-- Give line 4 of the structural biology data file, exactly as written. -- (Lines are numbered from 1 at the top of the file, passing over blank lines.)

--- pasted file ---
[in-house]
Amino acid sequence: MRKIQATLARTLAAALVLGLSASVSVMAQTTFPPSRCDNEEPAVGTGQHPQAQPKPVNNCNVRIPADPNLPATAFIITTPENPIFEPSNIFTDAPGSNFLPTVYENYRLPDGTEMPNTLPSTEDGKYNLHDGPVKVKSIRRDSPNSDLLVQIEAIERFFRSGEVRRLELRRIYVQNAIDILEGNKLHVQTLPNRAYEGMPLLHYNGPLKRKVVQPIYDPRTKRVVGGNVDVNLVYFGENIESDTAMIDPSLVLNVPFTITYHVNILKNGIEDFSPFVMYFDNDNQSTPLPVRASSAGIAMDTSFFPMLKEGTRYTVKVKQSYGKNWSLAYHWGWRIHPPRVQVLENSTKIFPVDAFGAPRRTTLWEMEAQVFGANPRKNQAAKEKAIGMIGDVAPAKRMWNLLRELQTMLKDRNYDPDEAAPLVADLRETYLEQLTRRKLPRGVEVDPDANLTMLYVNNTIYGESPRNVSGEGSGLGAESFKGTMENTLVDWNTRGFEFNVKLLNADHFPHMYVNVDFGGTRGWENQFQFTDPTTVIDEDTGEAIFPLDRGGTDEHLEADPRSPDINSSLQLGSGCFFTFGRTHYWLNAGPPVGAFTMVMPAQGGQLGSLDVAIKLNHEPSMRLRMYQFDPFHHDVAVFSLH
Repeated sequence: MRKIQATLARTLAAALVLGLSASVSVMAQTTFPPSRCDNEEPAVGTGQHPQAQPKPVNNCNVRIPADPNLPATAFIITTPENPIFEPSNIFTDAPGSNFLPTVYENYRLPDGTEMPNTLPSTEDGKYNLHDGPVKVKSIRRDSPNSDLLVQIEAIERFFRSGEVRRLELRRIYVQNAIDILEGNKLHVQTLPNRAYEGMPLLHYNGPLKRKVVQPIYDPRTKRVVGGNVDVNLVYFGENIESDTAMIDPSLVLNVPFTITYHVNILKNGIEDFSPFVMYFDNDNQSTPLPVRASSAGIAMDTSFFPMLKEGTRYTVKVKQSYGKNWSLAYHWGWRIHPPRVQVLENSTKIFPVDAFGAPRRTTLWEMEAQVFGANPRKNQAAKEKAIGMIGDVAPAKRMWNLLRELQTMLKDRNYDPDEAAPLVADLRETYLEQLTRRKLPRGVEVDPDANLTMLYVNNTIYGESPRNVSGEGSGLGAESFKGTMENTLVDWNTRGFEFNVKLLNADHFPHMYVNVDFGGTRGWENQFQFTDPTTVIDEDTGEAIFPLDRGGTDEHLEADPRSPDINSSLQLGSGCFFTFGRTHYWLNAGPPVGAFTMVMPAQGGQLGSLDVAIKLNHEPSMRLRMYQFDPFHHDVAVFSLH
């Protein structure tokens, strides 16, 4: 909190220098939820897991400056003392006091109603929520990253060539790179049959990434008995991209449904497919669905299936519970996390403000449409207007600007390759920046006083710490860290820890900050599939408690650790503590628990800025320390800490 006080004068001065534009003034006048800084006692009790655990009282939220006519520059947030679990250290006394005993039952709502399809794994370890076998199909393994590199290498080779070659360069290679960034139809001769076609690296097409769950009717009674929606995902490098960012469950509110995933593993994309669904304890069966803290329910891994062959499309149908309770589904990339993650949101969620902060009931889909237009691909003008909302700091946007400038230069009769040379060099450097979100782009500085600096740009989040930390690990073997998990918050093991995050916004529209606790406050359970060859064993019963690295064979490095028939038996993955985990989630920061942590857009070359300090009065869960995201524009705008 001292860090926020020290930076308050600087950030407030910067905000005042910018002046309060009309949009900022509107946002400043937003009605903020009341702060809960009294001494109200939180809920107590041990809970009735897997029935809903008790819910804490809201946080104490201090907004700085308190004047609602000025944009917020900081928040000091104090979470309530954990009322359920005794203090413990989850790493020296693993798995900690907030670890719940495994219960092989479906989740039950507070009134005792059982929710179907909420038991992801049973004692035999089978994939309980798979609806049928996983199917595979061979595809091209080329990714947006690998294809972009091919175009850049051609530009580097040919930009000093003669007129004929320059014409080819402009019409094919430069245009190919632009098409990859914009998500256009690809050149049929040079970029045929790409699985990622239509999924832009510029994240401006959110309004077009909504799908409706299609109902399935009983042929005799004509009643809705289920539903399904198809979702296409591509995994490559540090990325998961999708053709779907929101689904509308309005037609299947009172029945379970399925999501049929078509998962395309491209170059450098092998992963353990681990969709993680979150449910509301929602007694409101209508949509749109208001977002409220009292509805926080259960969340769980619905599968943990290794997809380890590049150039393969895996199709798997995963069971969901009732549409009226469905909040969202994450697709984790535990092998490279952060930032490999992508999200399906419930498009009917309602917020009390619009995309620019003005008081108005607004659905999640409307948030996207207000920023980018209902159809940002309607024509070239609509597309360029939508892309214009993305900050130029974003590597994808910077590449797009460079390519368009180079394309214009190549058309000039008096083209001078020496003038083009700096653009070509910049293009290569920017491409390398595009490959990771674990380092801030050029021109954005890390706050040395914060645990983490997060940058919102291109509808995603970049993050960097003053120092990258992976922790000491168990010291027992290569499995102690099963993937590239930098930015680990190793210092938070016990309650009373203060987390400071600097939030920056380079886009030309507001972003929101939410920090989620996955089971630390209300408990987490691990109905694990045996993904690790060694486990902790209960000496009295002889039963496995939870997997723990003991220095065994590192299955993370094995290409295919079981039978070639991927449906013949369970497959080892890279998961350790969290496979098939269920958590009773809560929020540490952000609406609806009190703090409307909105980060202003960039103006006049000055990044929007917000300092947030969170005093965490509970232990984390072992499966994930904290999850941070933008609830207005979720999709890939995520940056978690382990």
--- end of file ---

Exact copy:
């Protein structure tokens, strides 16, 4: 909190220098939820897991400056003392006091109603929520990253060539790179049959990434008995991209449904497919669905299936519970996390403000449409207007600007390759920046006083710490860290820890900050599939408690650790503590628990800025320390800490 006080004068001065534009003034006048800084006692009790655990009282939220006519520059947030679990250290006394005993039952709502399809794994370890076998199909393994590199290498080779070659360069290679960034139809001769076609690296097409769950009717009674929606995902490098960012469950509110995933593993994309669904304890069966803290329910891994062959499309149908309770589904990339993650949101969620902060009931889909237009691909003008909302700091946007400038230069009769040379060099450097979100782009500085600096740009989040930390690990073997998990918050093991995050916004529209606790406050359970060859064993019963690295064979490095028939038996993955985990989630920061942590857009070359300090009065869960995201524009705008 001292860090926020020290930076308050600087950030407030910067905000005042910018002046309060009309949009900022509107946002400043937003009605903020009341702060809960009294001494109200939180809920107590041990809970009735897997029935809903008790819910804490809201946080104490201090907004700085308190004047609602000025944009917020900081928040000091104090979470309530954990009322359920005794203090413990989850790493020296693993798995900690907030670890719940495994219960092989479906989740039950507070009134005792059982929710179907909420038991992801049973004692035999089978994939309980798979609806049928996983199917595979061979595809091209080329990714947006690998294809972009091919175009850049051609530009580097040919930009000093003669007129004929320059014409080819402009019409094919430069245009190919632009098409990859914009998500256009690809050149049929040079970029045929790409699985990622239509999924832009510029994240401006959110309004077009909504799908409706299609109902399935009983042929005799004509009643809705289920539903399904198809979702296409591509995994490559540090990325998961999708053709779907929101689904509308309005037609299947009172029945379970399925999501049929078509998962395309491209170059450098092998992963353990681990969709993680979150449910509301929602007694409101209508949509749109208001977002409220009292509805926080259960969340769980619905599968943990290794997809380890590049150039393969895996199709798997995963069971969901009732549409009226469905909040969202994450697709984790535990092998490279952060930032490999992508999200399906419930498009009917309602917020009390619009995309620019003005008081108005607004659905999640409307948030996207207000920023980018209902159809940002309607024509070239609509597309360029939508892309214009993305900050130029974003590597994808910077590449797009460079390519368009180079394309214009190549058309000039008096083209001078020496003038083009700096653009070509910049293009290569920017491409390398595009490959990771674990380092801030050029021109954005890390706050040395914060645990983490997060940058919102291109509808995603970049993050960097003053120092990258992976922790000491168990010291027992290569499995102690099963993937590239930098930015680990190793210092938070016990309650009373203060987390400071600097939030920056380079886009030309507001972003929101939410920090989620996955089971630390209300408990987490691990109905694990045996993904690790060694486990902790209960000496009295002889039963496995939870997997723990003991220095065994590192299955993370094995290409295919079981039978070639991927449906013949369970497959080892890279998961350790969290496979098939269920958590009773809560929020540490952000609406609806009190703090409307909105980060202003960039103006006049000055990044929007917000300092947030969170005093965490509970232990984390072992499966994930904290999850941070933008609830207005979720999709890939995520940056978690382990």